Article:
LIVE REVIEW: Girlpool, Iceni @ Pop Recs Ltd, Sunderland (16.11.14) | NARC. | Reliably Informed | Music and Creative Arts News for Newcastle and the North East

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Los Angeles natives Girlpool have created something of a stir amongst certain underground scenes. Their unique sound has turned heads and they’re continuing to build a solid British fanbase on their current UK tour. It’s quite a coup for Pop Recs to bag a rising American band, particularly since the band are playing such esteemed venues as The Shacklewell Arms and Rough Trade in London on their first trip to England. However, Pop Recs have made a nice habit of landing appearances from some of music’s biggest names and rising stars alike. Hosting Girlpool and Iceni continued their impressive streak of live performances.

Iceni, Newcastle-based purveyors of slightly funky, slightly disco-infused power pop, are a female trio who pack a definite punch. Liz, Lindsay and Caroline are all wonderfully affable and when they speak between songs their Geordie accents fill the room with humorous anecdotes and gentle but well-meaning prods at each other. Their tunes consist of epic harmonies, funky bass-lines and some terrifyingly good drumming from Caroline. They’re a band who know exactly what they’re about and the type of music they want to make and even in front of the miniature crowd they display a confidence and swagger not usually found in bands with only a single EP to their name. It was almost a shame that they ended with a cover– albeit a very slick cover of Gloria – as their original material is so polished they already sound like the complete package.

Girlpool, by contrast, like wallowing in downbeat, stripped-back Americana that speaks to the experiences of young women. Their songs typically revolve around the themes of love, loss and identity but with a deep-set sincerity. Basically, it’s not the type of thing you’d expect from two natives of Los Angeles; that doesn’t make it any less brilliant.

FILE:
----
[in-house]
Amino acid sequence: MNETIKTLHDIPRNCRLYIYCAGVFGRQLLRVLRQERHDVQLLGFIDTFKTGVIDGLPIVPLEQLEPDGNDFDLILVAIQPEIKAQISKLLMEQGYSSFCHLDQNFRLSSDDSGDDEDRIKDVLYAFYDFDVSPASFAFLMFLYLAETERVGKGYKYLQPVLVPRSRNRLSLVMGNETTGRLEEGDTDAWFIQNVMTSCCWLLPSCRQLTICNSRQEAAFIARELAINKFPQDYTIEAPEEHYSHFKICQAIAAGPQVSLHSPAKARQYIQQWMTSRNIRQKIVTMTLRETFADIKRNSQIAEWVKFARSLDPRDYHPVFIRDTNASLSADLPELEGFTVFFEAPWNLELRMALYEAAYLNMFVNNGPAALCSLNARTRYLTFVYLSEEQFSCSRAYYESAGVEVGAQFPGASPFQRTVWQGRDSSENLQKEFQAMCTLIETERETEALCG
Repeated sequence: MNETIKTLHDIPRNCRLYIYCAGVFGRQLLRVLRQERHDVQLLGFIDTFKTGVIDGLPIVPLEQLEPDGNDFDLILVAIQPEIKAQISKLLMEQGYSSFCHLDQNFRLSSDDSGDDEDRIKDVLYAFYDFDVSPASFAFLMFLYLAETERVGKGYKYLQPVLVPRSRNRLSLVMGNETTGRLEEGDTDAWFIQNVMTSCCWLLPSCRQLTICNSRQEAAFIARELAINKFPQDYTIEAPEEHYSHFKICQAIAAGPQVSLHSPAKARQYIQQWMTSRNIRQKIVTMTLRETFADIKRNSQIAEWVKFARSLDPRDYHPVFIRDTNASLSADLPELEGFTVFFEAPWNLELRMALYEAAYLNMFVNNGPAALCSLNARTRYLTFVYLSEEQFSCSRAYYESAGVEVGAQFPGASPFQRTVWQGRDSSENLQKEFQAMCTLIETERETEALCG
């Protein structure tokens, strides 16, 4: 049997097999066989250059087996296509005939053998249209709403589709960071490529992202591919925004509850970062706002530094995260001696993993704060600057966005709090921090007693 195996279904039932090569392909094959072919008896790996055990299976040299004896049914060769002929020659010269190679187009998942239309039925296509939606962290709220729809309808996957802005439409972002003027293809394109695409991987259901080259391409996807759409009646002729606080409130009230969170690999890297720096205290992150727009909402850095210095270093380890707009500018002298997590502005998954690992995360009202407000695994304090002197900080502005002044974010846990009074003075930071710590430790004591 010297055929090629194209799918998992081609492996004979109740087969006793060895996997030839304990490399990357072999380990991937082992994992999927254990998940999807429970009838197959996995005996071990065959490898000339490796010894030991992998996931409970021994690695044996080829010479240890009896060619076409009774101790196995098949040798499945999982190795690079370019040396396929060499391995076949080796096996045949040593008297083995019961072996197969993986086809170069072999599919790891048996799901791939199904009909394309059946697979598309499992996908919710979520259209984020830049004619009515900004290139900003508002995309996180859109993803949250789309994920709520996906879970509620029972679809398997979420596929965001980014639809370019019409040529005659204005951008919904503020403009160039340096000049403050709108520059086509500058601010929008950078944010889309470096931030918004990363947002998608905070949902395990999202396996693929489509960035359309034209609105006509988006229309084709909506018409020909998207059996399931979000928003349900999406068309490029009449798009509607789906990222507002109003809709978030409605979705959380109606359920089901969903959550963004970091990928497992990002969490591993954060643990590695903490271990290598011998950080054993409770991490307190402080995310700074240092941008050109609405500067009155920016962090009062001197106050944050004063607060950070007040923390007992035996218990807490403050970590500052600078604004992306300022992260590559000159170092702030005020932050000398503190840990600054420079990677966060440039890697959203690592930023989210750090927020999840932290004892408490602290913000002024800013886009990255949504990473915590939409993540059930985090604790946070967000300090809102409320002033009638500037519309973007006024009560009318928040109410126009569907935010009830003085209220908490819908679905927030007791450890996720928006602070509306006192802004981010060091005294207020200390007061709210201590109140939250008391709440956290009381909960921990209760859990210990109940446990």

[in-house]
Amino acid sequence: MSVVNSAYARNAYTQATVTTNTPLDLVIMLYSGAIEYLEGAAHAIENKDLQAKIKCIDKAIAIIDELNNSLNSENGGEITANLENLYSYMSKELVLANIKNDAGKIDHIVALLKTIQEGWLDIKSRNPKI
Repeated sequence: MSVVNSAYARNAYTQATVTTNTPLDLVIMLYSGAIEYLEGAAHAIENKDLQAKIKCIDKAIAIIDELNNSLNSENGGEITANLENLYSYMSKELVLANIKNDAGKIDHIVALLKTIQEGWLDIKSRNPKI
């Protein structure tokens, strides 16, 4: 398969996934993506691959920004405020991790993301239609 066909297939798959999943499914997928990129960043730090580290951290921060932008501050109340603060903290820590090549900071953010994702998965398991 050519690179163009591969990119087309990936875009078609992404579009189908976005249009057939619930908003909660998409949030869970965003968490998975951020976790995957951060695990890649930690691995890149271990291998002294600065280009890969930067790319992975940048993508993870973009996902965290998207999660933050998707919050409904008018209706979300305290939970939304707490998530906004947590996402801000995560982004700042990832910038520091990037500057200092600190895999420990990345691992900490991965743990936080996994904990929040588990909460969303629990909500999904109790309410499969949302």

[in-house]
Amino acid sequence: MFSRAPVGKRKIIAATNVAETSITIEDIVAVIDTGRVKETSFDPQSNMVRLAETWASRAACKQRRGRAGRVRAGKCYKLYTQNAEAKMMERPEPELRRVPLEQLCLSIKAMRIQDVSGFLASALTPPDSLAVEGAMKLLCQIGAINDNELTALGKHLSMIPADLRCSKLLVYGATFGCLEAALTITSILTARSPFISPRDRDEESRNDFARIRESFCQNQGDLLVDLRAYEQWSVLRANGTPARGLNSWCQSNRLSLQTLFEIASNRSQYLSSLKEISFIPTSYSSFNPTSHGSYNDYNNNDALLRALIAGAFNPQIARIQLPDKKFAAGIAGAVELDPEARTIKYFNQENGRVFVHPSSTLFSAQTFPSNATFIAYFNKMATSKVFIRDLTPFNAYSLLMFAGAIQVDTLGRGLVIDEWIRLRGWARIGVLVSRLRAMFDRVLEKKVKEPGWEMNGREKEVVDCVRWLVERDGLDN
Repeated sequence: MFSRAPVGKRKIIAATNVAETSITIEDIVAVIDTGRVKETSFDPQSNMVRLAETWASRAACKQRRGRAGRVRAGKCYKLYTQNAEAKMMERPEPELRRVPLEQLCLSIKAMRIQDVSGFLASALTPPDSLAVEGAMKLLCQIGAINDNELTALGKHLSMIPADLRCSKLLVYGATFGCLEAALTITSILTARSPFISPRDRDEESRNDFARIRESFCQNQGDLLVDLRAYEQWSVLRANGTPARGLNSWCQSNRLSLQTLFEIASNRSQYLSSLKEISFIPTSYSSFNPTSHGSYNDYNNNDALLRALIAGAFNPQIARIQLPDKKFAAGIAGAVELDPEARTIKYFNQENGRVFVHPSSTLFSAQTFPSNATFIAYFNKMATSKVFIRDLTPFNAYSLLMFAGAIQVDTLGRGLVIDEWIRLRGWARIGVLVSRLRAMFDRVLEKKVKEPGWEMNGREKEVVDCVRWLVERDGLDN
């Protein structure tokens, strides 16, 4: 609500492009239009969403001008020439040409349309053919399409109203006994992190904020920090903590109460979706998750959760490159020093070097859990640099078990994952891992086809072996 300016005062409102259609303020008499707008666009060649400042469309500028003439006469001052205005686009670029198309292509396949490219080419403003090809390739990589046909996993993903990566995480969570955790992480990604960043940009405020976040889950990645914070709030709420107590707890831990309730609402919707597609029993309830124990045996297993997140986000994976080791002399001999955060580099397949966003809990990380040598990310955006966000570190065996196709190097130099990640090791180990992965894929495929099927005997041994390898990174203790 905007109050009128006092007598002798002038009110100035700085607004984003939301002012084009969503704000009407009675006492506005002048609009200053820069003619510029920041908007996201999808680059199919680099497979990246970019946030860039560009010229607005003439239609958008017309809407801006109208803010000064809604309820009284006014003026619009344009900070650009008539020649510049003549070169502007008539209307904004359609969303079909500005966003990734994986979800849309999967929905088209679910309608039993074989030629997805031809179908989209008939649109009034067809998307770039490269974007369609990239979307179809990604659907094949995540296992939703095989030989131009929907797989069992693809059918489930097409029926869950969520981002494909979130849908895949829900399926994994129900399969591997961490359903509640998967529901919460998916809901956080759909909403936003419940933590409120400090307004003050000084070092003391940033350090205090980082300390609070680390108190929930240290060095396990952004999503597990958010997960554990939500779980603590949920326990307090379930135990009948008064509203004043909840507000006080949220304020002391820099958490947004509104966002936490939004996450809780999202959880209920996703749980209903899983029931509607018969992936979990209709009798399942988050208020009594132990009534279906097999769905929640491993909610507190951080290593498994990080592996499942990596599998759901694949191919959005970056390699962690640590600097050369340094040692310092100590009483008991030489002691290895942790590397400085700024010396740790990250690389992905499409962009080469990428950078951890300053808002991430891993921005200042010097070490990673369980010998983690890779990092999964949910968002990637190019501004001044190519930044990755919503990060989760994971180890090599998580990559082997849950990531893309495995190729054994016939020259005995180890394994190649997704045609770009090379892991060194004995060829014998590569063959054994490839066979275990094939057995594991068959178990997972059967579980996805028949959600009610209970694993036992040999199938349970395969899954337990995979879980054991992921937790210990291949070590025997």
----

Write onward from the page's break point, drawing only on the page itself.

Cleo and Harmony sat on chairs on the stage on top of a grubby carpet, completely unassuming and clearly treating the gig as more of a jam session. They have a plethora of songs to pick from – including many from their self-titled debut EP – and so spend their time in-between tunes giggling and quietly discussing what they most want to play. While this could come across as being ill-prepared for the gig, they are particularly genuine and seem to love playing for their own enjoyment as much as the crowd’s.

Cleo and Harmony – who play guitar and bass – both have particularly girlish, folk-tinged voices. At times their harmonies sound like something out of the Coen Brothers’ O Brother, Where Art Thou, while at other points they scream and growl in sleazy, delta-blues tones. Their song Jane in particular shows off their scuzzy alt-rock sensibilities; both women shout and yelp over a particularly loud and harsh rock riff. At other times their songs are reminiscent of The Breeders, hovering between bluesy pop-rock and country.

The band was unfortunately not particularly helped by their guitars being too loud and their voices too quiet. While it was possible to catch some of their lyrics, they weren’t always clear to the audience – this comes from someone standing at the front of the crowd. It’s a shame because, as their EP demonstrates, their lyrics are deceptively simple, bubbling under with feminine angst and intriguing tales that deserve a better airing.

Despite this, Girlpool still proved that they are ones to watch. With a captivating, stripped back performance style, the duo performed what could become a “were you there” moment to the tiny crowd.

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